As a dog owner, you know your dog is part of the family, so you need to make sure you include him in your disaster preparation plans. You also need to learn a few basic ways you can help your pet if he does get caught in the middle of a fire or flood alongside you. Follow these tips on what you can do now to prepare for disaster and how to help your pet if he gets caught in the midst of one.
1. Include Your Pet in Fire Evacuation Plans and Safety Drills
You should always have a plan in place for your family in case your home ever catches fire. The NFPA, or National Fire Protection Association, advises first drawing a map of your home. Then, draw two escape plans from each room. One route typically involves a window, as most rooms only have one doorway that may not be safe to escape from if the fire is right outside of it.
Once you draw your plan, give a copy to each family member, and you should practice it regularly. Where does Fido fit into this? You obviously cannot expect your dog to follow a map. Instead, first simply make sure he is loose in the home during your fire drills and let him observe. Instruct family members to grab him on their way out of the home if possible (but remind them to NEVER put their lives in danger while doing so.) If he is ever confined to a crate, then tell everyone that if they cannot carry him out then to open his crate so he can find his own way out.
If he does not evacuate with the family, once everyone is outside his name should be called until he comes out. Dogs are very intelligent and will benefit from seeing the family evacuating. You may be surprised when after a few drills he begins evacuating with the family every time.
It is also very important to have your dog micro-chipped, as this will help ensure he is returned to you after any disaster. Having a collar on him with your name and phone number will also help a kind stranger know who he belongs to if he does get lost or run away during his escape.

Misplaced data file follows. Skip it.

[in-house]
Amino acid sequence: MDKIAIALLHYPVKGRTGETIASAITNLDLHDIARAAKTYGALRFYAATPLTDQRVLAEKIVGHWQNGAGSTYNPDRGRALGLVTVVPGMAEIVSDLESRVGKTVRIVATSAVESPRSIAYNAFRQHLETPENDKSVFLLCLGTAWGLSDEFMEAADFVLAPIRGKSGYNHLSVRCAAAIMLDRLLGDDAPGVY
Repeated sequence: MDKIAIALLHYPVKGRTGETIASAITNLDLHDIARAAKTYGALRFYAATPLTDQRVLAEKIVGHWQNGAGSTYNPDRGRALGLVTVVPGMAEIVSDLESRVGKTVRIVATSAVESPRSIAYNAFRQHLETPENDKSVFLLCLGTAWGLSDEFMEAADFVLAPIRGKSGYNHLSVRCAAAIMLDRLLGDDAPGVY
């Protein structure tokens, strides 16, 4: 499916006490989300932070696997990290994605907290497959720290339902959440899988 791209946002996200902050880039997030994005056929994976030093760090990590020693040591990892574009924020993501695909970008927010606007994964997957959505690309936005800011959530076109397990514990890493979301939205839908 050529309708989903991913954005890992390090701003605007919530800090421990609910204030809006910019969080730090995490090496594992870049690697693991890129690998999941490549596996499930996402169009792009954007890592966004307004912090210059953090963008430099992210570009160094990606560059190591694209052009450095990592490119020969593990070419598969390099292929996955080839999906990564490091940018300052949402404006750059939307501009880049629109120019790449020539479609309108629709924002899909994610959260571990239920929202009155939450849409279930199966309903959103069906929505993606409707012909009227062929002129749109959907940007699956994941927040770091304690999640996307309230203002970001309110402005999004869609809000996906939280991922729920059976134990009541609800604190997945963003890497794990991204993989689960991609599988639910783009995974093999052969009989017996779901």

How to help if he inhales smoke: If your dog shows any signs that he inhaled smoke during a fire, such as rapid breathing, vomiting, or a hoarse cough, then the best way you can help him is to take him immediately to the nearest vet hospital. Unfortunately, there are no home remedies to treat smoke inhalation. When firefighters arrive on the scene, they may be able to give him oxygen on the spot to help him. Even if his apparent condition improves after the oxygen is administered, that does not mean he can skip a trip to the vet. A veterinarian needs to examine him to see if his airways are damaged and make sure there is no fluid build-up in his lungs.
Burns also require immediate veterinary treatment along with any other injuries he may have suffered while finding his way out of the home, such as jumping from a window.
2. Know How to Help Him During Flooding
Your plan to keep your dog safe during flooding should depend on the source of the flood. If you live where hurricanes are common, the most important way you can protect your dog is to always evacuate when local authorities suggest to do so. Do not put your dog's life in danger by attempting to "ride out" a storm that could result in not only your death, but also your dogs.
Also, in your emergency evacuation kit that you should have ready at all times, make sure to include about a two-week supply or more of any medications your pet takes, a two-week supply of dog food, and extra emergency water for your dog.
If your home floods without warning, then the best thing you can do is keep your dog with you at all times. Do not put him in a crate or obstruct his ability to save himself in any other way. If he has to leave you to save himself or runs away in fear, his microchip and identification collar can help ensure you both reunite after danger is over.
How to help if he is near-drowning: If your dog ends up underwater and unconscious, then once you pull him to safety, hold him upside down by his hind-legs for about 20 seconds while giving him a few good shakes. Then, if his heart is beating, administer respiration breaths by holding his mouth shut and blowing into his snout once every 4 seconds. If his heart is not beating, then perform full CPR by coupling respirations with chest compressions.
After you perform emergency treatment, take your dog to the vet as soon as you safely can. Near-drowning can cause cerebral edema, lung collapse, and other health problems that will need diagnosis and further treatment from your veterinarian.
Remember to always include your dog in your disaster preparation plans and drills and remember what to do if he does suffer injury during disaster. With practice and planning, you can increase his chances of survival after disaster strikes.